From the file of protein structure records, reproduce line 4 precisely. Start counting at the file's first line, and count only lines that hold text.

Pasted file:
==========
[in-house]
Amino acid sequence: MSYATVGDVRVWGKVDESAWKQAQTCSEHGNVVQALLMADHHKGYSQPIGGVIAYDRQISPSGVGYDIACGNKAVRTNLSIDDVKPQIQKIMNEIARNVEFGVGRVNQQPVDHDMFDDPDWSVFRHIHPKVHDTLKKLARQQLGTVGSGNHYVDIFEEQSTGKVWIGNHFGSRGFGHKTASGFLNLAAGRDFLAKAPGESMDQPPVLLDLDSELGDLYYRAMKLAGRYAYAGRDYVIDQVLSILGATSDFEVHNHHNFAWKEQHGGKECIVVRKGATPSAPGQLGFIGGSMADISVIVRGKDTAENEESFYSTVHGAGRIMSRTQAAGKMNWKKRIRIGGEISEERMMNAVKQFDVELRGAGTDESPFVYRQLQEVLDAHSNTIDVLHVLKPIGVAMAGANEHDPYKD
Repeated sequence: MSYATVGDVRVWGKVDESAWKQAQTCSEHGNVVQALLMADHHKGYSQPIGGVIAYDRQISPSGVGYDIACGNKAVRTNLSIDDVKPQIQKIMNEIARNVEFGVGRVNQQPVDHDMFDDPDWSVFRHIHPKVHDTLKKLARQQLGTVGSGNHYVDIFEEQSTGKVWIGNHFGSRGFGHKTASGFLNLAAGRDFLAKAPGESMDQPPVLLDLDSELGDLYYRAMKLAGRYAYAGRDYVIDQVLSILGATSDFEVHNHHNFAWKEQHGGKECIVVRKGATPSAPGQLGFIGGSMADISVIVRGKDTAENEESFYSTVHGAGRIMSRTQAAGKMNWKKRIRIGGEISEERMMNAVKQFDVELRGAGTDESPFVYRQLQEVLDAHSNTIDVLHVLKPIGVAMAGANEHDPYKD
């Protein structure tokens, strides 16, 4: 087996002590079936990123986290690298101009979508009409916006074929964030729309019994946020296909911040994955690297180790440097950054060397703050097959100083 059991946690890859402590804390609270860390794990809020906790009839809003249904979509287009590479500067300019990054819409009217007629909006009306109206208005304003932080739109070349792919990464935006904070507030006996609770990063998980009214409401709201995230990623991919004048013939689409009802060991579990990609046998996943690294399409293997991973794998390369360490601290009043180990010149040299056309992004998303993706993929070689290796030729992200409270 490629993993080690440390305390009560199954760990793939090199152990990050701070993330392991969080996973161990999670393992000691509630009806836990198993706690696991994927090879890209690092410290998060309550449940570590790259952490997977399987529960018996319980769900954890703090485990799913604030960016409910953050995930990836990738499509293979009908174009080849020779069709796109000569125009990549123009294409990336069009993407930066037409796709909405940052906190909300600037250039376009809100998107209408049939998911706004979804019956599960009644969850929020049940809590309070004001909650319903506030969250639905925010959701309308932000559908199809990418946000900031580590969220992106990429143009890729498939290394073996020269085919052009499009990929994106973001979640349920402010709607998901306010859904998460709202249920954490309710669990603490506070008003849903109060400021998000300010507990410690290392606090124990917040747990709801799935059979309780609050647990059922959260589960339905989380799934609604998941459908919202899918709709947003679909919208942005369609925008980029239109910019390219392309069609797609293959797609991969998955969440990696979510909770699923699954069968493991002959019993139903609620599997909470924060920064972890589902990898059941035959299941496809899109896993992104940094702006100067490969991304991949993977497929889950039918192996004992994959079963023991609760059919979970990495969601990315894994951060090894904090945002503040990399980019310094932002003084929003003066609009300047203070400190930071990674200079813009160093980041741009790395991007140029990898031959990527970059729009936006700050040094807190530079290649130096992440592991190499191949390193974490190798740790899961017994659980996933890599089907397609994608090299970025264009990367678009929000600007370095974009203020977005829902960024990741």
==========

């Protein structure tokens, strides 16, 4: 087996002590079936990123986290690298101009979508009409916006074929964030729309019994946020296909911040994955690297180790440097950054060397703050097959100083 059991946690890859402590804390609270860390794990809020906790009839809003249904979509287009590479500067300019990054819409009217007629909006009306109206208005304003932080739109070349792919990464935006904070507030006996609770990063998980009214409401709201995230990623991919004048013939689409009802060991579990990609046998996943690294399409293997991973794998390369360490601290009043180990010149040299056309992004998303993706993929070689290796030729992200409270 490629993993080690440390305390009560199954760990793939090199152990990050701070993330392991969080996973161990999670393992000691509630009806836990198993706690696991994927090879890209690092410290998060309550449940570590790259952490997977399987529960018996319980769900954890703090485990799913604030960016409910953050995930990836990738499509293979009908174009080849020779069709796109000569125009990549123009294409990336069009993407930066037409796709909405940052906190909300600037250039376009809100998107209408049939998911706004979804019956599960009644969850929020049940809590309070004001909650319903506030969250639905925010959701309308932000559908199809990418946000900031580590969220992106990429143009890729498939290394073996020269085919052009499009990929994106973001979640349920402010709607998901306010859904998460709202249920954490309710669990603490506070008003849903109060400021998000300010507990410690290392606090124990917040747990709801799935059979309780609050647990059922959260589960339905989380799934609604998941459908919202899918709709947003679909919208942005369609925008980029239109910019390219392309069609797609293959797609991969998955969440990696979510909770699923699954069968493991002959019993139903609620599997909470924060920064972890589902990898059941035959299941496809899109896993992104940094702006100067490969991304991949993977497929889950039918192996004992994959079963023991609760059919979970990495969601990315894994951060090894904090945002503040990399980019310094932002003084929003003066609009300047203070400190930071990674200079813009160093980041741009790395991007140029990898031959990527970059729009936006700050040094807190530079290649130096992440592991190499191949390193974490190798740790899961017994659980996933890599089907397609994608090299970025264009990367678009929000600007370095974009203020977005829902960024990741």